Hello and welcome to my moth Blog. I now reside in a small village in East Cambridgeshire called Fordham. My Blog's aim is to promote and encourage others to participate in the wonderful hobby that is Moth-trapping.
Moth records are vital for building a picture of our ecosystem around us, as they really are the bottom of the food chain. They are an excellent early indicator of how healthy a habitat is. I openly encourage people to share their findings via social media platforms such as Facebook, Twitter & Instagram.
So why do we do it? well for some people it is to get an insight into the world of Moths, for others it is to build a list of species much like 'Twitching' in the Bird world. The reason I do it....you just never know what you might find when you open up that trap! I hope to show what different species inhabit Cambridgeshire and neighbouring counties.
On this Blog you will find up-to-date records and pictures.
I run a trap regularly in my garden and also enjoy doing field trips to various localities over several different counties.
Please also check out the links in the sidebar to the right for other people's Blogs and informative Websites.
Thanks for looking and happy Mothing!


NFY = New Species For The Year
NFG = New Species For The Garden
NEW! = New Species For My Records

Any Species highlighted in RED signifies a totally new species for my records.

If you have any questions or enquiries then please feel free to email me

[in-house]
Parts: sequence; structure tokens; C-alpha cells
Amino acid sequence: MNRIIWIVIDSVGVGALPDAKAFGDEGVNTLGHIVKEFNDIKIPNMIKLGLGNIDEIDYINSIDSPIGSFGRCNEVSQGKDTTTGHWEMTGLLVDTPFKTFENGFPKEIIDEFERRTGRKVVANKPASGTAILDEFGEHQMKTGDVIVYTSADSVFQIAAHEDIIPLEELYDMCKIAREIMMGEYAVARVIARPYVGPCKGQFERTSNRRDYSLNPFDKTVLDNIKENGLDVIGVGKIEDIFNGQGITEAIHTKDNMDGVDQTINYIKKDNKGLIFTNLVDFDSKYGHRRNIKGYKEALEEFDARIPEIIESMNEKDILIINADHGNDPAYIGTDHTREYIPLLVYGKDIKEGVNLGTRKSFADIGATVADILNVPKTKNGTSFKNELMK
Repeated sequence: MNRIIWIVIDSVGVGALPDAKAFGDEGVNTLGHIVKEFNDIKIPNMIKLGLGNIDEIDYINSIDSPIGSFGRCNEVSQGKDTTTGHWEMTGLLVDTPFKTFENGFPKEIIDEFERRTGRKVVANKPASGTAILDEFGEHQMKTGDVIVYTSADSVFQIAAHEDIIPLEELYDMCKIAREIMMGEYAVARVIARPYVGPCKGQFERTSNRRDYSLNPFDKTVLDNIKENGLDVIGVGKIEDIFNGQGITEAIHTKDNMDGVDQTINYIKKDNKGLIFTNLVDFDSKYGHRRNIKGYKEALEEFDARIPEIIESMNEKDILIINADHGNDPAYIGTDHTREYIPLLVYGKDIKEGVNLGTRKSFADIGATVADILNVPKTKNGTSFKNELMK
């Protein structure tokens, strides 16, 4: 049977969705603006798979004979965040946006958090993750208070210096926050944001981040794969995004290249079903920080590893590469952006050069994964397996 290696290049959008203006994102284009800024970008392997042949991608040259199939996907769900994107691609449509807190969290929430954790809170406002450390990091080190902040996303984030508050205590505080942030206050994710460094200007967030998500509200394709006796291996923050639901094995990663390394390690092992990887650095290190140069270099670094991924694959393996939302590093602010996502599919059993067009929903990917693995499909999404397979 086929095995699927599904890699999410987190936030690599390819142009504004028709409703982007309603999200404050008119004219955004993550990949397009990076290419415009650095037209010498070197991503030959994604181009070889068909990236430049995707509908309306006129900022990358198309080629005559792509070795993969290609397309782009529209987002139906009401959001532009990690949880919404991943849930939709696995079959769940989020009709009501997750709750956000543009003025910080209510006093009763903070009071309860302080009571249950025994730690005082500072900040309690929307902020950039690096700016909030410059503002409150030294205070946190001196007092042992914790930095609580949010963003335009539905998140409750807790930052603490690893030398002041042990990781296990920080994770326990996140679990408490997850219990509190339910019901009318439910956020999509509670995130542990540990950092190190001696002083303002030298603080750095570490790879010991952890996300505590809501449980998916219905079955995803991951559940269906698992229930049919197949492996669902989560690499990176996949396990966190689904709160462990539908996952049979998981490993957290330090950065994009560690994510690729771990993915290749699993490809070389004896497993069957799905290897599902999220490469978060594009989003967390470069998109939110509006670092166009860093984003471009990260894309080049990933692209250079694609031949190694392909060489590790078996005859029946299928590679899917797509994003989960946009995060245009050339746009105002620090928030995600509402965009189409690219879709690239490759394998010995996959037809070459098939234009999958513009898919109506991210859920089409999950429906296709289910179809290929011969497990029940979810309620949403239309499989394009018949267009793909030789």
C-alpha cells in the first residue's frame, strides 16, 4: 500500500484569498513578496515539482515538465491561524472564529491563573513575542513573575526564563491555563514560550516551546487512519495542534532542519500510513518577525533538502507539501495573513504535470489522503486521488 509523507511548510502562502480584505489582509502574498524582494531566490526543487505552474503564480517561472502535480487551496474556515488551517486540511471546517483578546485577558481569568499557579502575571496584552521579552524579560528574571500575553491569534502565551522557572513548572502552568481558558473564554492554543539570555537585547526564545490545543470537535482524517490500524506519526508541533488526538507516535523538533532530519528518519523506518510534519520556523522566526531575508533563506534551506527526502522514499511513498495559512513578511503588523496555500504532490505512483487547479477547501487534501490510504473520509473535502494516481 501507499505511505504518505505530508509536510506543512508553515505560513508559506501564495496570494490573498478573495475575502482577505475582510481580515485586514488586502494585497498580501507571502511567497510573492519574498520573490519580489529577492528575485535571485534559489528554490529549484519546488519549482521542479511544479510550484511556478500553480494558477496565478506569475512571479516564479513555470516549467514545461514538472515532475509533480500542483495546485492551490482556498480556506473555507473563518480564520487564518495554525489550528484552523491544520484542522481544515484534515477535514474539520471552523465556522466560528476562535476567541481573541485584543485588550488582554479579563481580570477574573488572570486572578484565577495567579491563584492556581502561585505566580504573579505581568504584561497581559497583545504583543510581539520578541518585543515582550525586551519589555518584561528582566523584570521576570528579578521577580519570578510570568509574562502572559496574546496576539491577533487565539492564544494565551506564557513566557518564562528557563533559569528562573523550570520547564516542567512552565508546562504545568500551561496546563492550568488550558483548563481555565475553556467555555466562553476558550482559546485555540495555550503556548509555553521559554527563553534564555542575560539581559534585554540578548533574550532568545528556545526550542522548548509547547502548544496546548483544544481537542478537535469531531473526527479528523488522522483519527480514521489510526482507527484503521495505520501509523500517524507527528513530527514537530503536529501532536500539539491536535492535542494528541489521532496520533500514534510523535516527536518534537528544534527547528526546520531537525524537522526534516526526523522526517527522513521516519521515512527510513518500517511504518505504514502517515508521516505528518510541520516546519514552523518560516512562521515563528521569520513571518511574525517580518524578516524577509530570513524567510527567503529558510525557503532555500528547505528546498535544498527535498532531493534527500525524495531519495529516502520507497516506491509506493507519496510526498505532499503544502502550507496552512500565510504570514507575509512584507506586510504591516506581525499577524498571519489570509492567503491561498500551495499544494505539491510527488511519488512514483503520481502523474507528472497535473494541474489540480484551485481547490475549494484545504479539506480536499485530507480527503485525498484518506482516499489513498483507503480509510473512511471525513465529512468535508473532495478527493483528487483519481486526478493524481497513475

Contact Email : bensale@rocketmail.com

My Latest Notables and Rarities

Saturday 28 May 2022

A few micros from a daytime wander recently

3 moth species of note found in rough meadow grassland amongst 10 species flying in the afternoon sunshine, Coleophora amethystinella, Elachista freyerella/consortella and Pammene rhediella.

The latter two are new moths for me, Pammene rhediella is a scarce species with just two previous Cambs records; Wicken Fen (1905) and Fidwell Fen (2007). I've been unlucky in not seeing this species in other counties over the last 17 years, but to finally bag one in a county where it's rare is the icing on the cake.

Elachista freyerella/consortella is a tricky pair, both are dissection species so the specimen was retained, either species would be new to me.

And finally Coleophora amethystinella, which 10 years ago was non-existent in the East. In recent years it's spread rapidly around Herts, Beds, Essex and Cambs, the field margin was full of them as I walked through the long grass, in their hundreds probably as they were kicking up from their foodplant, Smooth Tare.
Coleophora amethystinella

Elachista freyerella/consortella

Pammene rhediella


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